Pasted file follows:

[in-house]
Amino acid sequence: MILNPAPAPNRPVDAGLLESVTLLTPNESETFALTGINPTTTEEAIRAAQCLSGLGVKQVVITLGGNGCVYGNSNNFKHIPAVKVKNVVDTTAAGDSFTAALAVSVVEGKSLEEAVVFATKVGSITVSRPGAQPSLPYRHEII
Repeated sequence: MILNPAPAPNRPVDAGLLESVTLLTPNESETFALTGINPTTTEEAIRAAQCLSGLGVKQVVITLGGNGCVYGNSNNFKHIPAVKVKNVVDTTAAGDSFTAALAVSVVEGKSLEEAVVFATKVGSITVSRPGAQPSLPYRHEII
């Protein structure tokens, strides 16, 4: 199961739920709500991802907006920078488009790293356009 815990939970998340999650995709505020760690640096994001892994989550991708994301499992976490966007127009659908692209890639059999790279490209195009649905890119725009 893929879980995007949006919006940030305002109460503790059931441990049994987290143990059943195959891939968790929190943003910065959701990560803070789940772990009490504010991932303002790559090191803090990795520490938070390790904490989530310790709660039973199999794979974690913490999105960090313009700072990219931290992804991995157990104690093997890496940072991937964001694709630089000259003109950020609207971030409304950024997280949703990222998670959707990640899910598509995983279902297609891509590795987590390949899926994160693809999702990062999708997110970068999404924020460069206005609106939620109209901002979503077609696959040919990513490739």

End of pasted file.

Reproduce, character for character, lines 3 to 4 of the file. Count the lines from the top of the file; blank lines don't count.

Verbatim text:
Repeated sequence: MILNPAPAPNRPVDAGLLESVTLLTPNESETFALTGINPTTTEEAIRAAQCLSGLGVKQVVITLGGNGCVYGNSNNFKHIPAVKVKNVVDTTAAGDSFTAALAVSVVEGKSLEEAVVFATKVGSITVSRPGAQPSLPYRHEII
């Protein structure tokens, strides 16, 4: 199961739920709500991802907006920078488009790293356009 815990939970998340999650995709505020760690640096994001892994989550991708994301499992976490966007127009659908692209890639059999790279490209195009649905890119725009 893929879980995007949006919006940030305002109460503790059931441990049994987290143990059943195959891939968790929190943003910065959701990560803070789940772990009490504010991932303002790559090191803090990795520490938070390790904490989530310790709660039973199999794979974690913490999105960090313009700072990219931290992804991995157990104690093997890496940072991937964001694709630089000259003109950020609207971030409304950024997280949703990222998670959707990640899910598509995983279902297609891509590795987590390949899926994160693809999702990062999708997110970068999404924020460069206005609106939620109209901002979503077609696959040919990513490739």